The Court of Oslo very thoroughly analysed the alleged violation of article 3.

First, the judges quoted extensive case law of the European Court of Human Rights (“ECtHR”). In fact, according to the Strasbourg Court, imprisonment does not per se constitute an inhuman treatment, unless the manner and method of the execution of the measure subject the person to distress or hardship of an intensity exceeding the unavoidable level of suffering inherent in detention (Van Der Ven v. The Netherlands). In other words, a threshold of severity must be set on a case to case basis, considering the sex, age and health conditions of the individual, in order to discriminate between regular and inhuman detention (Sanchez v. France).

The Court further noted that solitary confinement is a key factor in the assessment of the violation of article 3. More precisely, the ECtHR often based the evaluation on a number of factors, namely the material conditions of detention (space, ventilation, light, facilities), the amount of time the detainee spends in isolation, the government purpose for isolation, the arrangement of compensatory measures, the social and physical effects of confinement (Enea v. Italy, Mironovas and others v. Lithuania).

Most importantly, however, solitary confinement must only be ordered for a limited period and when strictly necessary (Onoufriou v. Cyprus, Sanchez v. France). In other words, isolation is legitimate when direct contact with external people concretely raises the risk of escape, or that the detainee aid or abet criminal activity outside prison.

When applying the above principles to the present case, the Court of Oslo found that Breivik’s confinement was not strictly necessary. As a matter of facts, he performed the attacks without the assistance of other people, nor did he have a structured criminal association behind him. Moreover, although he had a number of supporters outside prison, none of them was considered to have adequate resources to carry out action of similar scope. In short, the Court noted Mr Breivik’s contact with other inmates would not be concretely dangerous.

In addition, the frequent use of handcuffs, the imposition of a glass wall for personal communications, as well as the limitation on the number of visitors, were considered to be very poor compensatory measures for confinement.

Finally, the Court analysed the effects of isolation on Breivik. According to testimonies, one could witness changes in his behaviour: he showed cognitive disorders, as he often could not remember the date and time, or the persons he had a conversation with. Further, he reported prolonged headaches, dizziness and felt pressure on the head. He also slept poorly and had difficulty in concentrating.

All these elements, together with the clear mental vulnerability of the subject, led the Court consider that isolation exceeded the severity threshold for detention. In conclusion, Breivik’s confinement was not necessary, was excessively prolonged, was not counterbalanced with adequate compensatory measures, and had negative effects on the person.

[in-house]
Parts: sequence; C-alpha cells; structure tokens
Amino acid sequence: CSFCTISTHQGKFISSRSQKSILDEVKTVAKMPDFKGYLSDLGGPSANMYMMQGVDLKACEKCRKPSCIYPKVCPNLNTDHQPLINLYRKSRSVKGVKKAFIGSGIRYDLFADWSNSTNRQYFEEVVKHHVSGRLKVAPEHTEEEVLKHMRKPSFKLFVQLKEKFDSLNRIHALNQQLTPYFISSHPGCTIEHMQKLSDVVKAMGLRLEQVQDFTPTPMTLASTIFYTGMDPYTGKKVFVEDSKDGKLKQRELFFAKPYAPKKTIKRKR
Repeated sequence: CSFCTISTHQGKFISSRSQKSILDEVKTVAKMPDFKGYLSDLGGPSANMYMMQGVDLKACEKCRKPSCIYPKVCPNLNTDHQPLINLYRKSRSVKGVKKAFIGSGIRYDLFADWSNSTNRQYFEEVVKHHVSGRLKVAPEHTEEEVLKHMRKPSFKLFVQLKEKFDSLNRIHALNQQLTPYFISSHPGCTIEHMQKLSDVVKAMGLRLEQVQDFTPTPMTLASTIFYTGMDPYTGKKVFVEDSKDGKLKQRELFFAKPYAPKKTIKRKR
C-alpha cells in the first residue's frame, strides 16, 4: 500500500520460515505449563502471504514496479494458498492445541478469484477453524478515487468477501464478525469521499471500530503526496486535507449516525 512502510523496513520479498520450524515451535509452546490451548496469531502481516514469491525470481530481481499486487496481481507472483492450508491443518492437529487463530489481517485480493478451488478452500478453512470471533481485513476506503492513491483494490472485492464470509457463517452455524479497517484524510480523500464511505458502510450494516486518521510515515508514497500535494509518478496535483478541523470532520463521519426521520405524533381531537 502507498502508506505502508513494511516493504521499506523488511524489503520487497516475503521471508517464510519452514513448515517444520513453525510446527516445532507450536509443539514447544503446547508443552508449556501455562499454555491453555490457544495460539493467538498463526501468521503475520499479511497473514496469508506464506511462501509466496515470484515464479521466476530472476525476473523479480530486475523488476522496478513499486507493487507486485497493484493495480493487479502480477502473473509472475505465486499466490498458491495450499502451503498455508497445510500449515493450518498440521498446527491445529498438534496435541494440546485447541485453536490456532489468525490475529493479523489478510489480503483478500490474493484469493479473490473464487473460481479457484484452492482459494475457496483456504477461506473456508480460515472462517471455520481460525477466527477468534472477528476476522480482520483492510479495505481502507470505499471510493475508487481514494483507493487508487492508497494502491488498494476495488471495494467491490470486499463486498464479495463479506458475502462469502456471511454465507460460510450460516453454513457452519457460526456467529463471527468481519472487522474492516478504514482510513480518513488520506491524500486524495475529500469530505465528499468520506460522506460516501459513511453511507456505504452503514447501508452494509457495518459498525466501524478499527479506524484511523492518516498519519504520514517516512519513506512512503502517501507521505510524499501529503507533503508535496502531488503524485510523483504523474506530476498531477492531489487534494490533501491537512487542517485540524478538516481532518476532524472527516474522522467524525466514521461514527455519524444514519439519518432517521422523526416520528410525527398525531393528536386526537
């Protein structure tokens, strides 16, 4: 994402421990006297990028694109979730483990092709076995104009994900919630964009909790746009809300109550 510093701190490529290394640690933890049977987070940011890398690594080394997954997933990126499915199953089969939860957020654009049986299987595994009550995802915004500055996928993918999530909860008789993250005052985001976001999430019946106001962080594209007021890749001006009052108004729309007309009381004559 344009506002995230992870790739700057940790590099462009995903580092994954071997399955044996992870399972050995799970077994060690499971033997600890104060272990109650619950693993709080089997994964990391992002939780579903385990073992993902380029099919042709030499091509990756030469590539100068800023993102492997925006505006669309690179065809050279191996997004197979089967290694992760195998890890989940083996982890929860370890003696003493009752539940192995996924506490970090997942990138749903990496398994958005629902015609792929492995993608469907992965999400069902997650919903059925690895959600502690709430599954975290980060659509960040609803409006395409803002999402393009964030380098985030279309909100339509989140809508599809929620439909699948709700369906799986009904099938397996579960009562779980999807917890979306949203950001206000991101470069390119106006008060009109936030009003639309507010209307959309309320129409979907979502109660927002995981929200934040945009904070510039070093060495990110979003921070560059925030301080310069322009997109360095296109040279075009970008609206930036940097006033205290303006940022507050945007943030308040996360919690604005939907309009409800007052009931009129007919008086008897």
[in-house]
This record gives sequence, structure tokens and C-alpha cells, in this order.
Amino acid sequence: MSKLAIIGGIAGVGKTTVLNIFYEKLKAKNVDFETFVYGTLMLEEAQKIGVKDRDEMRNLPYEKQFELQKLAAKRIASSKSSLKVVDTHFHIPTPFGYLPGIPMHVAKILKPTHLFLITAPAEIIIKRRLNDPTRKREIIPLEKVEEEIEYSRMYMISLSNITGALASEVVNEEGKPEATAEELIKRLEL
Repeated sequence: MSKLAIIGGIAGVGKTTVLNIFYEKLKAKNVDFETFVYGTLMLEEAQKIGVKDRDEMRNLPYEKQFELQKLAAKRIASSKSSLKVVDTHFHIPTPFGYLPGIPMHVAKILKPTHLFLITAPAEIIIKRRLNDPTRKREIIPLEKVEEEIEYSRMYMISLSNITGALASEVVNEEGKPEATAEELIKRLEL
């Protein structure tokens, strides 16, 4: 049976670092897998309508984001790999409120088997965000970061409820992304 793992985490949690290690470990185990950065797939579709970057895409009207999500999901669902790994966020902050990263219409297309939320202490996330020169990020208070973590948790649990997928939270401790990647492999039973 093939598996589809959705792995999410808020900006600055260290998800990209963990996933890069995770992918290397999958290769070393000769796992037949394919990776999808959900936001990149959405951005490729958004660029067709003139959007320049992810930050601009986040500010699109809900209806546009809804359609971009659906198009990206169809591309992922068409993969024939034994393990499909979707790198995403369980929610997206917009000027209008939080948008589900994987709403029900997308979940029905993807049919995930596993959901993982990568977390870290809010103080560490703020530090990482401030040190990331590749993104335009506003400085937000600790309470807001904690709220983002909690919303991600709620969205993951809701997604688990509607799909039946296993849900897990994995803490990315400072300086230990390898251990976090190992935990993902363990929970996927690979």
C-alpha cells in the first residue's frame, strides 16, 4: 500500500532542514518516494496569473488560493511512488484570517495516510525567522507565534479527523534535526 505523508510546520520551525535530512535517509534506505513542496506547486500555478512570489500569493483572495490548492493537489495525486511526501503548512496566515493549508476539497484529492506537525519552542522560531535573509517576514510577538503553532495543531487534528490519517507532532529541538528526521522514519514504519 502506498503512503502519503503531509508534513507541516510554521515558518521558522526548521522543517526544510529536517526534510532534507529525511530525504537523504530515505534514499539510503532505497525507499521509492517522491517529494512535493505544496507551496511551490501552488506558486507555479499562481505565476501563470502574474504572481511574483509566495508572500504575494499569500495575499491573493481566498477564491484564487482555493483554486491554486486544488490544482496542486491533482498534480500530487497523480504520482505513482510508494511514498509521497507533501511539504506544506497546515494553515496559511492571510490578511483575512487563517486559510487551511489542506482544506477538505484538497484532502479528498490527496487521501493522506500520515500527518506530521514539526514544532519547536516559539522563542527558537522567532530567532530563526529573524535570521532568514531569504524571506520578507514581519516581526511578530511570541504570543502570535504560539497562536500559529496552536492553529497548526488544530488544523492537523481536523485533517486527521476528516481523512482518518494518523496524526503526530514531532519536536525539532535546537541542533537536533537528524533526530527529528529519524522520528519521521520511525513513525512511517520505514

As a last argument, the Court focused on the nude checks. The judges found this measure also was not strictly necessary and poorly effective to ensure safety, since the actual chances Mr Breivik could carry objects from the outside were regarded as unlikely. Moreover, noted the judges, the ECtHR considered naked examinations to be degrading, when applied in addition to further stringent measures (Van Der Ven v. The Netherlands). Taking all these elements into consideration, the Court concluded that nude checks amounted to an inhuman treatment pursuant to article 3 ECHR.

  1. The Court’s view on Art. 8 ECHR

Mr Breivik further argued the constant control over his personal, written and telephone communications violated his privacy and was not proportionate to the need for safety. In other words, such measures were not “necessary in a democratic society” as required by art. 8 §2 ECHR.

As anticipated, the Oslo Court did not find the violation of article 8 ECHR.

In fact, the judges noted that these measures on the one hand were in accordance with the national laws, and on the other were carried out to pursue the legitimate aim of preventing incitement by Mr Breivik for right-wing radical actions.

In other words, Breivik’s interest in establishing external contacts had to yield to the state’s interest in maintaining public order. Hence, the Court estimated the requirements set forth in article 8 were all complied with, and consequently found no violation of the Convention.

  1. Conclusions and ruling

Considering all the above arguments, the Oslo District Court estimated the Norwegian Ministry of Justice infringed article 3 ECHR, by providing Mr Breivik an inhuman treatment in the course of his detention. Solitary confinement was in fact excessively prolonged, poorly justified and had negative effects over the subject.

Conversely, the Court did not find any violation of the detainee’s privacy. In fact, controls on his external contacts had a precise legal basis on national laws, and were deemed to be actually necessary to prevent the spread of right-wing radicalism and to keep the public order.

By so ruling, the Court sentenced the Norwegian State to NOK 330,937.50 (equal to around EUR 35,000) compensation in favour of Mr Breivik.

How to quote the article in a bibliogrphy:
L. Roccatagliata, Anders Breivik suffered from inhuman and degrading treatments while in prison. The Oslo District Court sentences Norway to financial compensation for violating art. 3 ECHR, in Giurisprudenza Penale Web, 2016, 4